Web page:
Amongst the plants that came today are several that I have grown before but inevitably lost. Centaurea pulcherrima is one of the most beautiful cornflowers, which we first obtained maybe 25 years ago from Beth Chatto's nursery. She describes it in 'The Dry Garden' as 'a choice plant, not too large for the edge of the border where you can appreciate the complete effect of the silvery fine-cut leaves, and slender branching stems carrying large cyclamen-pink flowers'. This species comes from the Caucasus growing in screes and rocky slopes, and will find a place in the sand garden. Euphorbia nicaensis is one of the finest spurges for its very blue-grey leaves, compact habit and proportionately large lime-yellow floral bracts. Forms of it grow across the Mediterranean from Portugal and Morocco, up into Georgia and Armenia and even Poland, growing in dry scrubby places. However, it doesn't self-seed in the way E. characias and a number of other species do in the garden, and is always rare.
A third plant, Geranium lambertii, is very different - a species from cooler Himalayan climes with nodding white to pink flowers marked with a striking central crimson stain. Again this has never been common in gardens; it is difficult to propagate except from seed - and collecting seed from geraniums is a time consuming business. It is always recommended for a bank, where like hellebores the flowers can be viewed from below. Like other such plants perhaps its beauty is accentuated by its scarcity, but that is also a strong component of beauty in many eyes.
I have always been fascinated by the Borage family, which conatins some of the choicest of all alpines, a large number of excellent garden plants, and its fair share of rather rampageous weeds. Mertensia franciscana (Franciscan bluebells) was irresistable for its name alone, although now I know a little more about it it may classify within the last category. It grows to 1m (3ft) tall, forming strong clumps, in very varied habitats along rivers and even on dry rocky summits in the south-west US, and often in large stands. An interesting plant to experiment with in the garden. (Incidentally for anyone with the same fascination in this family, I can highly recommend 'Pulmonarias and the Borage Family' by Masha Bennett).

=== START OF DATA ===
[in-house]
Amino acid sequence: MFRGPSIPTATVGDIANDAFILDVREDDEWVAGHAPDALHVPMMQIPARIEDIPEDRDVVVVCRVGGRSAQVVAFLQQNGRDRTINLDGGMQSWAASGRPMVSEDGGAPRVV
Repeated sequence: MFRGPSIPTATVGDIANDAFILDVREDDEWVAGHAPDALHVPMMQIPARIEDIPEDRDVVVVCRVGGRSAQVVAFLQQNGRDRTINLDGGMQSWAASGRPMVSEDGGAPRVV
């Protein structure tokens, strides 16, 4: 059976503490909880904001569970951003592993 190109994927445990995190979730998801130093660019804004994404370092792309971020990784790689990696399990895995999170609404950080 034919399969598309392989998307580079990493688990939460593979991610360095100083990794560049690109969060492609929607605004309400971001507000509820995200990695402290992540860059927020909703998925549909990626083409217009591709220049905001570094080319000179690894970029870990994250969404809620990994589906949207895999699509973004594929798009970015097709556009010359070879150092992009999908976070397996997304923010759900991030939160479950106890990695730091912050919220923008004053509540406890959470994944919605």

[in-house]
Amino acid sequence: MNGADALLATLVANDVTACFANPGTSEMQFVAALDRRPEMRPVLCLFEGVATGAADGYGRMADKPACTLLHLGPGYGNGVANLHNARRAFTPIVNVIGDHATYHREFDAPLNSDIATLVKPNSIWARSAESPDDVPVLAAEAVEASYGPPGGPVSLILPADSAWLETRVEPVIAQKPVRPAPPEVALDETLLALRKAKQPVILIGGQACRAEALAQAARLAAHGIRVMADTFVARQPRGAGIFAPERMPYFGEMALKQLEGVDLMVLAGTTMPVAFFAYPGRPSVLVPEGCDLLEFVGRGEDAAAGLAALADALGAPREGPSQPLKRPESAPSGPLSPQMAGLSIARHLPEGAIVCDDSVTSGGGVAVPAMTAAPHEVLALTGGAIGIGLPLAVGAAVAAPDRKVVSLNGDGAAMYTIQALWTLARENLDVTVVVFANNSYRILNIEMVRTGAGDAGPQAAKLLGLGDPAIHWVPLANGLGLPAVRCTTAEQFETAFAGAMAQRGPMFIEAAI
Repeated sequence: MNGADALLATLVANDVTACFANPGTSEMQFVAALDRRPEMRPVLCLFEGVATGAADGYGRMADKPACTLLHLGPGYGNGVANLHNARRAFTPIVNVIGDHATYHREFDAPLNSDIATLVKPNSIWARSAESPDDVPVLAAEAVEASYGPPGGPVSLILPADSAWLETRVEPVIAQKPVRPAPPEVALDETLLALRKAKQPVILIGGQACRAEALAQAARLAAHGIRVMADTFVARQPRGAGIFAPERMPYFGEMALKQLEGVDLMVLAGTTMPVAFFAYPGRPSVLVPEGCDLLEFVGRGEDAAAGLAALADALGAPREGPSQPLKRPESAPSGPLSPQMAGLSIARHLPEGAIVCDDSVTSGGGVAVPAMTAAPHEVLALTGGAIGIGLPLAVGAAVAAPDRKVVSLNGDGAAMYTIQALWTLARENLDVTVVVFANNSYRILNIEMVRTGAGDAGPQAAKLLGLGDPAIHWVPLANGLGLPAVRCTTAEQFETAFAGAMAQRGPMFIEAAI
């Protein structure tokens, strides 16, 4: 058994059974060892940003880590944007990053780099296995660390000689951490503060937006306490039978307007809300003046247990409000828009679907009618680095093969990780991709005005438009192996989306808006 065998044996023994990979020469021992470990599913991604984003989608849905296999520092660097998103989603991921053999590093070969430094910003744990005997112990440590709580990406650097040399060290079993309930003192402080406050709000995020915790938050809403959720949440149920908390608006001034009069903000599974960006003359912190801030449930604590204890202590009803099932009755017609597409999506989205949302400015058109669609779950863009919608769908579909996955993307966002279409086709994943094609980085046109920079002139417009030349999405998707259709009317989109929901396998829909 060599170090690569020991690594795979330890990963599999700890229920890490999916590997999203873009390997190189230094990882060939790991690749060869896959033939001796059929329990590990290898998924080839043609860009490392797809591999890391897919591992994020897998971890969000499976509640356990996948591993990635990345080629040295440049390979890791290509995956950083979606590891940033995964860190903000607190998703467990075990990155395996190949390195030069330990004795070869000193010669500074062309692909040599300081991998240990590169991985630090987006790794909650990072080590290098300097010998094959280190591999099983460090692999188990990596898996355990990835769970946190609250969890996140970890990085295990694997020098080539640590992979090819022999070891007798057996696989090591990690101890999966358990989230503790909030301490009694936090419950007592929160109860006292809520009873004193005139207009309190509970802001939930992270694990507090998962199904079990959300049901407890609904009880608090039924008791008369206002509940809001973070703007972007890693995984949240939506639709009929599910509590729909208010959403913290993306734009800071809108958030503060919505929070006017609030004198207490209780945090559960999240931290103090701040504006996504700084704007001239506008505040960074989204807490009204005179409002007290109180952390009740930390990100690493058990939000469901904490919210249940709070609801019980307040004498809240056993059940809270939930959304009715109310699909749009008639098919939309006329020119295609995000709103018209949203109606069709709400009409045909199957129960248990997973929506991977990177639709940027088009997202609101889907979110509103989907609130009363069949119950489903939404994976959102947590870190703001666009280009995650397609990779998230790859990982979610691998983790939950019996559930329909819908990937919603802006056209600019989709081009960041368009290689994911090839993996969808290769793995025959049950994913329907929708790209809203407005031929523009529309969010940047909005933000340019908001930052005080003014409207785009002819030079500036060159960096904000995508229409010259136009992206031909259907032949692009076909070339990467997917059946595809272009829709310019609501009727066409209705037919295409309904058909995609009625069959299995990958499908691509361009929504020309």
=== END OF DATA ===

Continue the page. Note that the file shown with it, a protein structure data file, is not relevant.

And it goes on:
These are never plants you will find easily or at all, even at very good Garden Centres, and show the perennial value of the Specialist Nursery and nurseryman/woman, for whom growing plants is a true vocation.
Taken a year or two ago, these are a few pictures of Cally Gardens, in wet September - the littele pea-relative is a species of Dorycnium, pentaphyllum, completely new to me. Our long cold winter/spring disagreed with it, but I have collected seed. Just a typical example of the 'different' plants you will find.
An update on the plants from Cally Gardens: Heuchera 'Burnt Sienna' refreshingly acquires its name from the colour of its flowers! (the most important part of the plant after all). And the flowers are very attractive close-up, pale-yellow internally and, well, burnt sienna on the outside. An attractive plant growing to around 2ft high. In many of the heucheras (in distinction to the tiarellas) the flowers are relatively insignificant, but there are quite a few smaller species where the flowers are very good.
A hot June Sunday on the outskirts of London, and a small plant fair of that rare breed, the specialist nursery. Twenty years ago or more, the NCCPG (as it was) and HPS in Kent held thriving plant fairs that attracted gardeners in their droves. There was a good feeling selling plants to an enthusiastic and discriminating audience. In more recent years a proliferation of plant shows, plant sales, big events - and less discrimination from gardeners? - have left the small specialist nursery wondering where that audience has gone. So this event at Hall Place, just off the A2 and M25 on the eastern outskirts of London was doubly welcome. Many of the nurserypeople have known each other for many years - just like those who exhibit plants at the AGS Shows - and share that same deep interest and fascination in plants. The Fair may have been small but there were many interesting plants for sale, a lot of expertise on hand, and a good alternative to the sometimes stereotyped range of plants available at most Garden Centres or B & Q, or in the average garden! As one of this rare breed of specialist nurserymen let me show you how a lot goes on behind the selling of plants.
The last picture shows that the Kent HPS is proactive in its desire to discover new gardeners; but the sale itself was organised by Colin Moat in collaboration with Hall Place. Many of the nurseries though are strong supporters and members of the HPS and other specialist plant societies. To show this more clearly here are a few pictures from some of the different plants on sale...
Alphabet Orchids are based near Headcorn in Kent, and grow also a range of insectivorous plants. Some of their plants are more tender, like the South African Disa; but others hardy, like Dactylorhizas and Cypripediums.
Long threads are now split into pages: Page 1 of 3: (1) 2 3 next